Longtime Dallas residents can still remember when Mama opened her diner in 1958, bustling about the kitchen with her daughters scampering by her side, whipping up her signature hearty country specialties and desserts. More than 50 years later, Mama continues to watch over the kitchen with the help of her daughters, granddaughters, and a loyal kitchen staff. Drawing from Mama's timeless recipes, chefs fry up chicken, steaks, and catfish for the menu of daily specials, while biscuits, peach cobblers, and cinnamon rolls rise in the oven. Servers bear hefty platters out to the cushy booths of the dining room, where Mama's timeless wisdom is written across the walls, including such gems as "Eat your peas and get dessert" and "Don't stare".
Instead of a crystal chandelier, Cowtown Diner's owners opted to install a light fixture fashioned from antlers to reflect their restaurant's rustic atmosphere. Inside the dining area brown leather booths line the exposed brick walls bedecked with colorful artwork and the occasional cowboy hat. The outdoor patio features umbrella topped tables where patrons dig into chicken fried steak, Belgian waffles, and scrambled eggs.
When Norma’s Cafe opened in 1956, it was the kind of homey breakfast spot where the food was as comforting as the waitresses were welcoming—they greeted their customers by name. One of those customers was Ed Murph, who later purchased Norma’s with the goal of keeping the down-home tradition alive. And according to the Dallas Observer, he succeeded. The paper voted Norma’s The Best Home Style Restaurant in 2010, claiming that “the recipes taste as though they haven’t much changed.” It’s those recipes that have made generations of diners—and even food critics—eager to wake up in the morning. Pillowy biscuits blanketed in gravy, chicken fried steaks, and omelets made with farm-fresh eggs are partially responsible for the countless amounts of press and awards Norma’s has earned. But credit the atmosphere for a good portion of the popularity. Norma’s continues to evoke feelings of a friendlier, simpler time, when the pies were made from scratch, the waitresses knew your name, and the jukeboxes didn’t heckle you for your poor music choices.
Buzzbrews Kitchen is not your average coffeehouse. For one, it sees some of its largest crowds in the wee hours of the morning. Two of the shop’s three locations are open around the clock, catering both to late-night carousers and early-morning commuters. Whether you think the morning starts at 9 a.m. or 3 a.m., you’re likely to find something to love on the 24-hour menu, which loosely focuses on traditional breakfast and Mexican fare. Mochas and lattes are popular throughout the day, and burgers are a hit at lunch and dinner. There’s also an impressive selection of wines and beers, which explains why some guests show up with sleeping bags and a desire to never leave.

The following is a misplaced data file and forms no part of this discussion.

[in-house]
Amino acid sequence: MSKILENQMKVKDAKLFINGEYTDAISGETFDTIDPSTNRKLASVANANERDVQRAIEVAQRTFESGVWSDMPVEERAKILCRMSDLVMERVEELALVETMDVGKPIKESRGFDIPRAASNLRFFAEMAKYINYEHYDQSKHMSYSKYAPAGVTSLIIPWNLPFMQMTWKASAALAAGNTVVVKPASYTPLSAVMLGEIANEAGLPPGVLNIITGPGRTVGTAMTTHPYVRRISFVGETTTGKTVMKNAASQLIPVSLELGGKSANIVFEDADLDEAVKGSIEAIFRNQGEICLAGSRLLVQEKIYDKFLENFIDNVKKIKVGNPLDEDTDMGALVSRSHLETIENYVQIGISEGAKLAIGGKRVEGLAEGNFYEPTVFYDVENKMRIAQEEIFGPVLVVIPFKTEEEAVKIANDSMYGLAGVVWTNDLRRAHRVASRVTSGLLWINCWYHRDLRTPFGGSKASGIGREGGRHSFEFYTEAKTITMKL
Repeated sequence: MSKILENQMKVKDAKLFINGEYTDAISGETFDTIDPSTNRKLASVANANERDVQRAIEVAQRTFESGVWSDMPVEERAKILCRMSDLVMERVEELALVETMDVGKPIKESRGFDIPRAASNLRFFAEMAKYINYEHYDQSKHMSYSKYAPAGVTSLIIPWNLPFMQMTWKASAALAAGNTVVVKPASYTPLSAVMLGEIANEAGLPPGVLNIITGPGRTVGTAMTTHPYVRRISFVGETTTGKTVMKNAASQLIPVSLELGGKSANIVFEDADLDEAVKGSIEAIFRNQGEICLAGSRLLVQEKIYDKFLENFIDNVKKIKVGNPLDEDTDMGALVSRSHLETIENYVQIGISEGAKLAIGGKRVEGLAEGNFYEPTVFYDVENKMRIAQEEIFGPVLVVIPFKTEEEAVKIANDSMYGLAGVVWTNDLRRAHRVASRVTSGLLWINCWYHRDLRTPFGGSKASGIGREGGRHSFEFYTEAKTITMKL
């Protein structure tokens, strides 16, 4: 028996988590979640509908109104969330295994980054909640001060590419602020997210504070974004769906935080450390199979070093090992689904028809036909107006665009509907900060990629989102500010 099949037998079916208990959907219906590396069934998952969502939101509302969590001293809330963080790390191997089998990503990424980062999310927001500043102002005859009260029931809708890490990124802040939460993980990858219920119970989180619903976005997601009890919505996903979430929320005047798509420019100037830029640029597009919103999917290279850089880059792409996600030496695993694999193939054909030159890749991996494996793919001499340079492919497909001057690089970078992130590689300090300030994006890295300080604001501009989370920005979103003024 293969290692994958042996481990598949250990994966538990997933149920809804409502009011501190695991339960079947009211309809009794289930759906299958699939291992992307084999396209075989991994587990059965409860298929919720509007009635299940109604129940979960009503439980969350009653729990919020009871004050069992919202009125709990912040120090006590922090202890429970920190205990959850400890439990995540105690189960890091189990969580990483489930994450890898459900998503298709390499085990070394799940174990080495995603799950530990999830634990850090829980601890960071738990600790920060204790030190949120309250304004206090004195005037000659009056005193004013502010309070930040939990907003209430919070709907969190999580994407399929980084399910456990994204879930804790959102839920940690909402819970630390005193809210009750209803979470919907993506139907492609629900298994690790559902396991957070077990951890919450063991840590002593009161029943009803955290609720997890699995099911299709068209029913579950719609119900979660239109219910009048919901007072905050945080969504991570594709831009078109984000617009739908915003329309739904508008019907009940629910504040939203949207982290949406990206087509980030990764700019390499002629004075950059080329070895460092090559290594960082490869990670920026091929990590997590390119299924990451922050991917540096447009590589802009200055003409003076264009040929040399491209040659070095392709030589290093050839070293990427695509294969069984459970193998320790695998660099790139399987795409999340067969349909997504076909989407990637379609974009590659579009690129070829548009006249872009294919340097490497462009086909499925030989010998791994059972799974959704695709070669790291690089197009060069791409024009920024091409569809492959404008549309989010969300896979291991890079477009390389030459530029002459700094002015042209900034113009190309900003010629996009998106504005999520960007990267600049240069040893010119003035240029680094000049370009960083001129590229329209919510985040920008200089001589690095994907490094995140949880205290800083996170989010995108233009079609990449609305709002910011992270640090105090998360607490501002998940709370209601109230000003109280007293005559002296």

Chef Tom Fleming has a simple goal: “to create a warm, comfortable experience that our guests relate to home.” He and fellow chef Carl Strelecki know that the principle element of this experience is the food itself. That’s why they use fresh, simple ingredients—the kinds you’d find in a well-stocked kitchen or a poorly planned bomb shelter—to make breakfast dishes such as buttermilk pancakes and corned beef hash from scratch. When lunchtime rolls around, they deftly switch to savory fare. One of their most popular menu items is the house mac-and-cheese, which they enhance with roasted garlic cream, caramelized onions, and smoked ham.
Like the beloved American diners of yesteryear, Elks Diner retains some classic touches, from the tall pie cooler in the corner to the long counter and casual booths. During mornings that begin at 6:30 a.m., Elks' servers warm mugs with fresh-brewed coffee, as well as plates piled with chicken-fried steak and fluffy three-egg omelets. The vast menu, cooked by a chef with experience in five-star restaurants in Chicago and Beverly Hills, also includes panini, hamburgers, and albacore-tuna melts, rounded out by slabs of a chef's selection of house-made pies.